How to Find Funding During the Pandemic

Like everything these days, equity investment in early-stage tech Canadian companies is a little different than it was before the COVID pandemic. Here are the trends that we have noticed:

1. Small angel investors are just a little harder to find as they run for cover in these uncertain times, while well-funded, government-backed and evergreen funds are more aggressive. Focus on funders that are indeed active in this environment.

2. E-commerce, biotech, COVID equipment providers, and other COVID adapted niche businesses are doing well, while restaurant, traditional retail, event, and many capital-intensive businesses are suffering in these days of social distancing. If you are not in a business that is well adapted to the COVID environment, consider delaying your fundraising efforts or changing your business plans.

3. Few new venture capital firms are successfully setting up, and existing ones are going a little slower, as it is hard to bring in limited partner investors over Zoom calls. As a result, a lot of venture capital firms are approaching the end of the life cycle of their existing fund and not raising their next one. Make sure to understand where the investors you are approaching stand in the life cycle of their fund.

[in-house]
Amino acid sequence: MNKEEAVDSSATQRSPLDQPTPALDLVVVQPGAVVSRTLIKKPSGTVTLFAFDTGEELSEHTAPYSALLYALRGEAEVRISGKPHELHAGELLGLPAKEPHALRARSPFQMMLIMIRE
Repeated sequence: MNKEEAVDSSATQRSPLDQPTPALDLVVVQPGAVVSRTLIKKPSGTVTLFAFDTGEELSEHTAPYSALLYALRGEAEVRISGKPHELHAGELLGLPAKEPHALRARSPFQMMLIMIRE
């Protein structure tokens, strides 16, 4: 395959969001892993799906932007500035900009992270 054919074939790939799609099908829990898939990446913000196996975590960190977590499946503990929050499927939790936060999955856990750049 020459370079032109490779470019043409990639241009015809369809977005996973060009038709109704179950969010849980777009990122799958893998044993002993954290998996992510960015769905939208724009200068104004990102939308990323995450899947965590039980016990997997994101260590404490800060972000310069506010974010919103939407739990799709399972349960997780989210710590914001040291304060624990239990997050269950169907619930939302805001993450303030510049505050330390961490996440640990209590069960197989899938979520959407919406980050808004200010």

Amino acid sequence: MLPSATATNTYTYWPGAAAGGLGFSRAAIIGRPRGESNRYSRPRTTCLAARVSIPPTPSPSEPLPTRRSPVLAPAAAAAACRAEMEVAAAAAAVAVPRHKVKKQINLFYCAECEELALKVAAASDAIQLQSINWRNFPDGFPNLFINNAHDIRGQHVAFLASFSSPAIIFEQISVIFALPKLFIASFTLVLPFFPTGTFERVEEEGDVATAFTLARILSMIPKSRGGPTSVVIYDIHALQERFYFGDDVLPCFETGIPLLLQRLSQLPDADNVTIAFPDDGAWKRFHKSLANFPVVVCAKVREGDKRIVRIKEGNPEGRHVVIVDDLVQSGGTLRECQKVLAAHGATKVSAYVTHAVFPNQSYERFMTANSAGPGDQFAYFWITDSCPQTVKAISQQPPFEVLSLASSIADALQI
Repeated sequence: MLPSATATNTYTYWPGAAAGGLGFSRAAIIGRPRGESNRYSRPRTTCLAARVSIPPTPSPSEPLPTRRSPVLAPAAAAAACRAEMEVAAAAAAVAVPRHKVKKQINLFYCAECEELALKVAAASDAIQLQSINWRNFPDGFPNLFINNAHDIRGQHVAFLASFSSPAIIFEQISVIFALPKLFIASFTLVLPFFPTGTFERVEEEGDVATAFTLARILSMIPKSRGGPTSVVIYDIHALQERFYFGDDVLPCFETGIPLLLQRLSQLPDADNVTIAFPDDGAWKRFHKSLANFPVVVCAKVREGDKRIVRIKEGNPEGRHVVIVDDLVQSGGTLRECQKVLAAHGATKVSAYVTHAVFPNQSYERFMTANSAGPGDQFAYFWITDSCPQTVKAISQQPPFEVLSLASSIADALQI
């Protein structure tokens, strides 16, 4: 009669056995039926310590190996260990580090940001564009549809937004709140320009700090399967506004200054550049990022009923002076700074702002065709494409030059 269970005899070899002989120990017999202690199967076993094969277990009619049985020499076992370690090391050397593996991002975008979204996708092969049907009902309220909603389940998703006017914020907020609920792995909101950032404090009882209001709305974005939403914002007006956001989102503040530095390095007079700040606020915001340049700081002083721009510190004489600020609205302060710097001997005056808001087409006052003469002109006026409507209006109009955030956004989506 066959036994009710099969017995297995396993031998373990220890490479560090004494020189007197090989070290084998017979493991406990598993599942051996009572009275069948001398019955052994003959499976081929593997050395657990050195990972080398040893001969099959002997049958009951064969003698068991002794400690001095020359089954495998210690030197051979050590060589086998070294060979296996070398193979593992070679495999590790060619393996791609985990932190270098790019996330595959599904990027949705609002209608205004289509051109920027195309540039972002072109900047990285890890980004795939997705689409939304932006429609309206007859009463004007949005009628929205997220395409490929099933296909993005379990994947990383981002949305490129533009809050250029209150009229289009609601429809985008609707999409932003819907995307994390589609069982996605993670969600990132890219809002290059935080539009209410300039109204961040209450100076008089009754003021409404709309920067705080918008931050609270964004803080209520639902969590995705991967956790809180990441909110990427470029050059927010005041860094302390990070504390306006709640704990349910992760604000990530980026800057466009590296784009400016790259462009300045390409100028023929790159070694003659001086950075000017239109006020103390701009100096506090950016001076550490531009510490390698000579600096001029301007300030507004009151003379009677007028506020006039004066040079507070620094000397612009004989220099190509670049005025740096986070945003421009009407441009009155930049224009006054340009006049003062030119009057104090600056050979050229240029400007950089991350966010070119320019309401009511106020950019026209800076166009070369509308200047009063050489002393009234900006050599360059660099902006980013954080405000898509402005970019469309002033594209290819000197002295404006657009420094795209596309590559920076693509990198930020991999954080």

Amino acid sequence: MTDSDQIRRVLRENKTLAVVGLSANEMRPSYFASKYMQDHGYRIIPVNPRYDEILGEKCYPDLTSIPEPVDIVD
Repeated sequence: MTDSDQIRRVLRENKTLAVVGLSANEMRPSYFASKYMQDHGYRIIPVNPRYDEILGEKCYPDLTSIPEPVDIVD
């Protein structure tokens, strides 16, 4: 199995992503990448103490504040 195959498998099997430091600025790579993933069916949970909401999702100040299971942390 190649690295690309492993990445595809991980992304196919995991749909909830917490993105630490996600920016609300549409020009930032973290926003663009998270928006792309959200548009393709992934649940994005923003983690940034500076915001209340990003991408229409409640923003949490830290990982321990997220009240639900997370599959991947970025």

4. It is more challenging for young entrepreneurs to serendipitously meet new investors without live events or networking opportunities. Be picky about the online events you attend and ensure that, if you are attending events, you are learning from the best on the internet or networking with people you know you need to meet.

5. The most active investors are found in big cities like Montreal (BDC, Real Ventures, Inovia, Panache), Toronto/Waterloo (CDL, Velocity, MaRS, Relay), and Vancouver (Telus) according to Crunchbase. Fortunately, in the virtual world, your distance from a potential investor is less important. As such, don’t let geography deter you from seeking out the best investors for your business, but also take into consideration the fact that a smaller, local fund raise is always ideal in the long term.

6. Your network has become even more important during the pandemic, as it is reliable way to get introduced to the right investor. Lean on it as much as possible.

7. Government money is flowing these days. Make sure to maximize it, but be aware of stacking limits. Carefully review the limits and rules to avoid acquiring funds that cannibalize each other and, in the big picture, cost you time and money.

To assess your funding options beyond equity investments, visit